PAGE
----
Context: Reduction of 50% excess body weight, using a very low-calorie diet (VLCD; 450 kcal/d) improves insulin sensitivity in obese type 2 diabetes mellitus patients.
Objective: The objective of the study was to evaluate whether adding exercise to the VLCD has additional benefits.
Design: This was a randomized intervention study.
Setting: The study was conducted at a clinical research center in an academic medical center.
Subjects: Twenty-seven obese [body mass index 37.2 ± 0.9 kg/m(2) (mean ± sem)] insulin-treated type 2 diabetes mellitus patients.
Intervention: Patients followed a 16-wk VLCD. Thirteen of them simultaneously participated in an exercise program (E) consisting of 1-h, in-hospital training and four 30-min training sessions on a cycloergometer weekly.
Outcome measures: Insulin resistance was measured by a hyperinsulinemic euglycemic clamp. Insulin signaling, mitochondrial DNA (mtDNA) content, and intramyocellular lipid content was measured in skeletal muscle biopsies.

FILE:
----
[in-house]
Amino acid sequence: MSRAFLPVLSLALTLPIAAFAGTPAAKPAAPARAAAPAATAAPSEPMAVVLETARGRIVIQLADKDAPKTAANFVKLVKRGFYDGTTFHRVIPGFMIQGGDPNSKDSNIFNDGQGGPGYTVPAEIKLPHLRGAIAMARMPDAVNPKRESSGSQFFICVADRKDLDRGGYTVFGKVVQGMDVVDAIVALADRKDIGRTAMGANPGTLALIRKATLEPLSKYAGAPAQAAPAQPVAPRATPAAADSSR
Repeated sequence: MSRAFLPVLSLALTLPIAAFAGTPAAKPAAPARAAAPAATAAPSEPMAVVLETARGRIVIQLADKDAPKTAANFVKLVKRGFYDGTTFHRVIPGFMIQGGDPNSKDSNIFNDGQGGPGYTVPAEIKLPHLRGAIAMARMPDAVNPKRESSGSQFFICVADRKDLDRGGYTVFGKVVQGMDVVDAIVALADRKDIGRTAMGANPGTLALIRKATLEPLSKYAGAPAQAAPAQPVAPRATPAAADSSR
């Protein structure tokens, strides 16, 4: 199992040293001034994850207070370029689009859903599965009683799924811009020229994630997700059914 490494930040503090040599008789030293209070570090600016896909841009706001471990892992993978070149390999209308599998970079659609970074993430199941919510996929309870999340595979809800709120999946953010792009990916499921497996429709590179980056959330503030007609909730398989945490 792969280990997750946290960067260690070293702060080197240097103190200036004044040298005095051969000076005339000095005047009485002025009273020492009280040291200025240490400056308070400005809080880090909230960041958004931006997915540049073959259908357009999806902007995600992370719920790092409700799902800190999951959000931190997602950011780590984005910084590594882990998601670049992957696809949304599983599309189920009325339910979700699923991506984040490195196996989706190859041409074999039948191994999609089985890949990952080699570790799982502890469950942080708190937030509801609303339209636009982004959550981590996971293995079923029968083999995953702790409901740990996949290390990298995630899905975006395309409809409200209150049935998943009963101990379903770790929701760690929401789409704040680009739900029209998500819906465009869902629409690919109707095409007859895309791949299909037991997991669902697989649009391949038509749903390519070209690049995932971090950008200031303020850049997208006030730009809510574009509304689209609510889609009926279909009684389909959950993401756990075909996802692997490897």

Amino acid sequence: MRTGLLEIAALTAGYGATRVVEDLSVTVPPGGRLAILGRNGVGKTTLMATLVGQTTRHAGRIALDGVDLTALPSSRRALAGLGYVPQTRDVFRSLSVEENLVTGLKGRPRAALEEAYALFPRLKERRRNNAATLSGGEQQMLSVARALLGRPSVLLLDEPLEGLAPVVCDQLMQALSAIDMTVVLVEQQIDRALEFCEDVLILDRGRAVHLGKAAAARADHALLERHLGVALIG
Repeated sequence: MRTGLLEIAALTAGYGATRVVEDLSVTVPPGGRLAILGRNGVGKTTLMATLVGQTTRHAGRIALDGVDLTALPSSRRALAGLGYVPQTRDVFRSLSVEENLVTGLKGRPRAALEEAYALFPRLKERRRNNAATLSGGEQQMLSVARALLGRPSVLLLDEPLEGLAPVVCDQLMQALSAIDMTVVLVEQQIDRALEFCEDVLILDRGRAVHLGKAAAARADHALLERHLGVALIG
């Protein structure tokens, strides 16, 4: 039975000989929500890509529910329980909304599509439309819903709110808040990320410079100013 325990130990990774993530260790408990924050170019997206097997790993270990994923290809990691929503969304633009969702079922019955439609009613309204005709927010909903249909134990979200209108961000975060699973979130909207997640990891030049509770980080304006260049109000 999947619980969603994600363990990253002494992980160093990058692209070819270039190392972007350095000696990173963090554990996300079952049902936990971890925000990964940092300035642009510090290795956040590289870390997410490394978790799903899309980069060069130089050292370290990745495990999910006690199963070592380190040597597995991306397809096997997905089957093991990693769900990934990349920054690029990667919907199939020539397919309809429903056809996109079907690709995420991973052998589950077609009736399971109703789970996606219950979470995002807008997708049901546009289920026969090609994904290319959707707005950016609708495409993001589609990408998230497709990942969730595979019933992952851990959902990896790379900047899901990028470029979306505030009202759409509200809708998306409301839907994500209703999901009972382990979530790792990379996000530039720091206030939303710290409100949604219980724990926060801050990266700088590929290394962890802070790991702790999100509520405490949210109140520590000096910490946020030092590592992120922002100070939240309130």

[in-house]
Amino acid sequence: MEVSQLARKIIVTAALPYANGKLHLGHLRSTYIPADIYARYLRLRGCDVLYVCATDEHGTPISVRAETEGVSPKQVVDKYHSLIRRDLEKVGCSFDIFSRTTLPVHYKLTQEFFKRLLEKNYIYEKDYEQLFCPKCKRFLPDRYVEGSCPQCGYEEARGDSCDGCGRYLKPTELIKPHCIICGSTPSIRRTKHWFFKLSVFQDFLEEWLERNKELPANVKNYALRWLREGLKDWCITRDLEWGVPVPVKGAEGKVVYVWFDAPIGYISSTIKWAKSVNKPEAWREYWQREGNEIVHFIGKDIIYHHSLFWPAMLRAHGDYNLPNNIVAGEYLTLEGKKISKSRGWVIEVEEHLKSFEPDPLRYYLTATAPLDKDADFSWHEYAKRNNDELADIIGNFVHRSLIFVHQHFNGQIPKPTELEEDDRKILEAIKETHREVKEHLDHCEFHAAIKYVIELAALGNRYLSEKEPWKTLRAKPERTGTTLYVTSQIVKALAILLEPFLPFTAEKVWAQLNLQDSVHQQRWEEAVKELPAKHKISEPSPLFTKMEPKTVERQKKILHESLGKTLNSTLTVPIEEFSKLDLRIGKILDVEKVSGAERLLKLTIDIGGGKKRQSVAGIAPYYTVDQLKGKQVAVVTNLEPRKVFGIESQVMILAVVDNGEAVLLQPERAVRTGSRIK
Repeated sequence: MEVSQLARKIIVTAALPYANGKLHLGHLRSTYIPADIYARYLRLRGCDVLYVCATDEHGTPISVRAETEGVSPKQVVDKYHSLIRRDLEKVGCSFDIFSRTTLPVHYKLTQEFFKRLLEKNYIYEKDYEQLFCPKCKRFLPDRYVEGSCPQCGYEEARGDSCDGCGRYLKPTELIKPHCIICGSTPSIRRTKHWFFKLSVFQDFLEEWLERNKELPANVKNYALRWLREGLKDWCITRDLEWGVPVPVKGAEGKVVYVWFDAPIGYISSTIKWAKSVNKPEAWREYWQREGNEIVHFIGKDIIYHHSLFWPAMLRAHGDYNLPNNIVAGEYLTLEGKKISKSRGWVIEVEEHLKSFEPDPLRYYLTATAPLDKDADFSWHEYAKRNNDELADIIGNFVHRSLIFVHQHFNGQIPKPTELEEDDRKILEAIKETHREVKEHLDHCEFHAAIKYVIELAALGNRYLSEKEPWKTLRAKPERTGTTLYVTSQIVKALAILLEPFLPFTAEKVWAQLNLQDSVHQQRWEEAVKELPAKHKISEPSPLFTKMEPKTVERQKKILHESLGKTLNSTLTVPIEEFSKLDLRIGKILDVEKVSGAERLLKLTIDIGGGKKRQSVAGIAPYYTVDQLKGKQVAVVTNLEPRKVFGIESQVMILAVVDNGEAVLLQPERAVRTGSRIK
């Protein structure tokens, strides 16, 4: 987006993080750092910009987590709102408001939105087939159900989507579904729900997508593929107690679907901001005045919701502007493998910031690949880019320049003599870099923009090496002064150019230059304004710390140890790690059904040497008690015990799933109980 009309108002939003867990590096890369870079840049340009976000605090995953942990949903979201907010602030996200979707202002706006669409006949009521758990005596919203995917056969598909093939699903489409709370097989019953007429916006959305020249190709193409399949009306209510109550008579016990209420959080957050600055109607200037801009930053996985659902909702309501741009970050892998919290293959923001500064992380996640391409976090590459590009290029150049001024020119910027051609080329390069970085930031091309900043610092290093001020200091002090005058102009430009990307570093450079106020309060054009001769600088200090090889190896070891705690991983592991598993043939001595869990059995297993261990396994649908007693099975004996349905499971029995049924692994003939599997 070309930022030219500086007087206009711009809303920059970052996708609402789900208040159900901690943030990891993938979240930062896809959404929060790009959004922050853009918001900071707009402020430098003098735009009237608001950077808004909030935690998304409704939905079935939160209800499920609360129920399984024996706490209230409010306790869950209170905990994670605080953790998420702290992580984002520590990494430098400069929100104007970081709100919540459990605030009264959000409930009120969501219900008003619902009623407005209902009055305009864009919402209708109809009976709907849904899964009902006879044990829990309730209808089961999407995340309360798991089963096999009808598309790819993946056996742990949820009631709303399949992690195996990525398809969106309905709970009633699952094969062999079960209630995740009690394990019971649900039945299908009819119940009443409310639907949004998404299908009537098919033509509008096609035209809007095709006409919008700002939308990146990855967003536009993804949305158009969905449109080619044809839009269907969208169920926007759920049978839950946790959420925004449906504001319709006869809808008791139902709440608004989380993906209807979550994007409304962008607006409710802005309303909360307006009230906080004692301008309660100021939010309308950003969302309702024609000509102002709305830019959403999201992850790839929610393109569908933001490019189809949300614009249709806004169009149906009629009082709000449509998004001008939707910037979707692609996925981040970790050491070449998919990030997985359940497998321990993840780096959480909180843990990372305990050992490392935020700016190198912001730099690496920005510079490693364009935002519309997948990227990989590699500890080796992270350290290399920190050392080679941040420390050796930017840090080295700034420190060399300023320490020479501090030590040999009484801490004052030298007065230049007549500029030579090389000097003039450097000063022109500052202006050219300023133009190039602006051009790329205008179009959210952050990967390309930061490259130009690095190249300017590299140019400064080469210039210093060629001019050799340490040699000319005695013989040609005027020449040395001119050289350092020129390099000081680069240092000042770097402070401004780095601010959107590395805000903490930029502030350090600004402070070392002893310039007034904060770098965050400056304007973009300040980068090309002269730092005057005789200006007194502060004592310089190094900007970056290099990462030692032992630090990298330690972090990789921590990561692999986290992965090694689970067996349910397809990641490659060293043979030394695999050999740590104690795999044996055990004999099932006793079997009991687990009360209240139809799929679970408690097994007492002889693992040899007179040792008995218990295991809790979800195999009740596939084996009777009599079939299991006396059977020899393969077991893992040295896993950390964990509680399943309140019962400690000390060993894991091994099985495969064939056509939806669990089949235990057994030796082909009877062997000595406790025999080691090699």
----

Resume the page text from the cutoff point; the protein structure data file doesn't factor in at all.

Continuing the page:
Results: Baseline characteristics were identical in both groups. Substantial weight loss occurred (-23.7 ± 1.7 kg VLCD-only vs. -27.2 ± 1.9 kg VLCD+E, P = NS within groups). The exercise group lost more fat mass. Insulin-stimulated glucose disposal increased similarly in both study groups [15.0 ± 0.9 to 39.2 ± 4.7 μmol/min(-1) · kg lean body mass (LBM(-1)) VLCD-only vs. 17.0 ± 1.0 to 37.5 ± 3.5 μmol/min(-1) · kg LBM(-1) in VLCD+E], as did phosphorylation of the phosphatidylinositol 3-kinase-protein kinase B/AKT insulin signaling pathway. In contrast, skeletal muscle mtDNA content increased only in the VLCD+E group (1211 ± 185 to 2288 ± 358, arbitrary units, P = 0.016 vs. 1397 ± 240 to 1196 ± 179, P = NS, VLCD-only group). Maximum aerobic capacity also only increased significantly in the VLCD+E group (+6.6 ± 1.7 ml/min(-1) · kg LBM(-1) vs. +0.7 ± 1.5 ml/min(-1) · kg LBM(-1) VLCD-only, P = 0.017).
Conclusion: Addition of exercise to a 16-wk VLCD induces more fat loss. Exercise augments maximum aerobic capacity and skeletal muscle mtDNA content. These changes are, however, not reflected in a higher insulin-stimulated glucose disposal rate.